Climate change, Energy, Governance and public sector management

COP27, climate change mitigation, and a just transition for developing Asia

The 2022 United Nations Climate Change Conference (COP27), held on 6–18 November in Sharm El Sheikh, Egypt, focused on climate change mitigation, adaptation, and financing while ensuring a “just transition” for developing countries. Delegates at the conference discussed not only global efforts to avoid dangerous levels of global warming but also the work program on the global goal on adaptation, which was established and launched at last year’s COP26. COP27 provided an important opportunity for governments, multilateral development banks, and other international organizations to provide updates on their efforts and announce more ambitious targets, including their nationally determined contributions.

As the source of around half of the world’s greenhouse gas (GHG) emissions, Asia’s ability to translate its GHG reduction commitments into action will be instrumental to limiting global warming to 1.5°C required to fight climate change. Climate Change Mitigation: Policies and Lessons for Asia, a new coedited ADBI Press book (Azhgaliyeva and Rahut 2022), provides insights on doing just that across various sectors (Figure 1). The book describes global efforts needed on electrifying the land transport sector and on phasing coal out of power generation. The buildings and agriculture sectors can also help to reduce GHG emissions dramatically by going green.

Figure 1. Shares of Global Greenhouse Gas Emissions by Sector, 2019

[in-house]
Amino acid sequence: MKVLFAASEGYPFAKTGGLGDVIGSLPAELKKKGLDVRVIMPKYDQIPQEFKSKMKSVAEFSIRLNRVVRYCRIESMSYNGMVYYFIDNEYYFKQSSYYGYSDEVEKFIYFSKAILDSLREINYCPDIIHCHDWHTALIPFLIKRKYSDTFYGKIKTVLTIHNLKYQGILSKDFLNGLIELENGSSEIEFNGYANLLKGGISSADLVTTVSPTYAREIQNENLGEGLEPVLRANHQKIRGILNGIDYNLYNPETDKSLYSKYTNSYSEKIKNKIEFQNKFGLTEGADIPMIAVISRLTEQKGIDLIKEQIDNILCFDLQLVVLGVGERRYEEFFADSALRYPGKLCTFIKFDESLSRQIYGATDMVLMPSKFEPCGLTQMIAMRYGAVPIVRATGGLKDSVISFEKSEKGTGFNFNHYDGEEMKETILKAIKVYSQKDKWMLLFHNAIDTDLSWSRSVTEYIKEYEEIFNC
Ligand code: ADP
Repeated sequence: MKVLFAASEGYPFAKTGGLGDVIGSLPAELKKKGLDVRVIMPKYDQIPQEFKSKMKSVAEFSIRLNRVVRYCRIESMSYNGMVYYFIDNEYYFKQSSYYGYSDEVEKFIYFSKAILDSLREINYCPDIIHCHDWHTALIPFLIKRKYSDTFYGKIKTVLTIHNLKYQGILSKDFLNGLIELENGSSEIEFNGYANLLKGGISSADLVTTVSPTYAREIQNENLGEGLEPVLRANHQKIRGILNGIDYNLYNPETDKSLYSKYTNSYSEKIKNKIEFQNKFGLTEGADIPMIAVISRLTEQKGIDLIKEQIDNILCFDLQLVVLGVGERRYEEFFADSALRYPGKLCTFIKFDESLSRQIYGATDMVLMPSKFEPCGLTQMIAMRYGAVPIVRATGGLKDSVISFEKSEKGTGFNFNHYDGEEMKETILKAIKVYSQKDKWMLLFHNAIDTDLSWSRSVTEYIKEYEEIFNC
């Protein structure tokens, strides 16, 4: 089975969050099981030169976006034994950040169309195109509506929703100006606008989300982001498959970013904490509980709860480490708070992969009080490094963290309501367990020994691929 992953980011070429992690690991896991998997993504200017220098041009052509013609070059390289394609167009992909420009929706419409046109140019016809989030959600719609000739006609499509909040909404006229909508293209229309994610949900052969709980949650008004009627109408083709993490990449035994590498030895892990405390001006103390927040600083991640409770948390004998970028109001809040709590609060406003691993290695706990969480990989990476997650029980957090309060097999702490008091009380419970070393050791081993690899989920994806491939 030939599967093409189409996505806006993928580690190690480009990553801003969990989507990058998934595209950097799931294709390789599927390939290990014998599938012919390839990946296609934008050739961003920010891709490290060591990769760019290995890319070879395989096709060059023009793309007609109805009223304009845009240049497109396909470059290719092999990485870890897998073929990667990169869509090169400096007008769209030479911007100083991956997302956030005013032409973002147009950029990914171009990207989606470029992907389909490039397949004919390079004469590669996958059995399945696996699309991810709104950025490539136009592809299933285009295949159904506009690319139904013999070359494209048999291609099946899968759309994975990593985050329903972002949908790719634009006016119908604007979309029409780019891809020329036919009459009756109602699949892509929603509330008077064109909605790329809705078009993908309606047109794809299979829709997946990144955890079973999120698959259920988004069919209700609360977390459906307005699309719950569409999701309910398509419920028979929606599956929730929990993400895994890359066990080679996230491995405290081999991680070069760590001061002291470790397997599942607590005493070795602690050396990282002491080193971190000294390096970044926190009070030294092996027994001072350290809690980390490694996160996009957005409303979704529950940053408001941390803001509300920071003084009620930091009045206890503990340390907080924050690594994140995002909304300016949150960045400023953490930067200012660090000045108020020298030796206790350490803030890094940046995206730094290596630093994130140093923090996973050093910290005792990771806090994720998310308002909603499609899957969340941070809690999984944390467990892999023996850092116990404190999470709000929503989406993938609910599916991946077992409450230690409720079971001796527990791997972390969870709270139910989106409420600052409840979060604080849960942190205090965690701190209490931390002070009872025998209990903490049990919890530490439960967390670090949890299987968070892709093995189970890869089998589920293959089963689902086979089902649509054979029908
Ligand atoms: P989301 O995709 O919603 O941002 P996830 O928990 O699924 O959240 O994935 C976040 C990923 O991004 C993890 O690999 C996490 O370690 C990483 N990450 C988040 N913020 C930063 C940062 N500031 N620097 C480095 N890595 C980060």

AFOLU = agriculture, forestry, and land use.
Source: Authors’ elaboration using data from Ritchie, Roser, and Rosado (2020).

Solutions for the energy, transport, agriculture, and buildings sectors

The ambitious nationally determined contributions and net-zero carbon targets by around mid-century announced by countries at COP26 last year cannot be met by the energy sector alone—other sectors also need to be decarbonized. Climate Change Mitigation addresses policy and financing imperatives for enhancing mitigation efforts across the transport, buildings, and agriculture sectors, each a significant source of carbon emissions and vital to the sustainable development of the region and achieving climate action targets.

Sector-specific solutions explored in the book include optimizing electricity market design for achieving renewable energy goals with minimal above-market costs, upscaling climate-smart agriculture, phasing out the sale of new internal combustion engine vehicles, implementing sustainable cooling, and greening buildings. Carbon pricing is also examined as a solution for emissions reductions across sectors. Sector-specific solutions will be important for limiting the negative impacts on low-income and vulnerable groups and addressing energy security, energy poverty, and food security while ensuring a “just” transition.

Why developing Asia?

Developing Asia and the Pacific will require huge support to meet the region’s nationally determined contributions, improve energy and food security, and reduce energy poverty (which often increases emissions) amid climate disasters.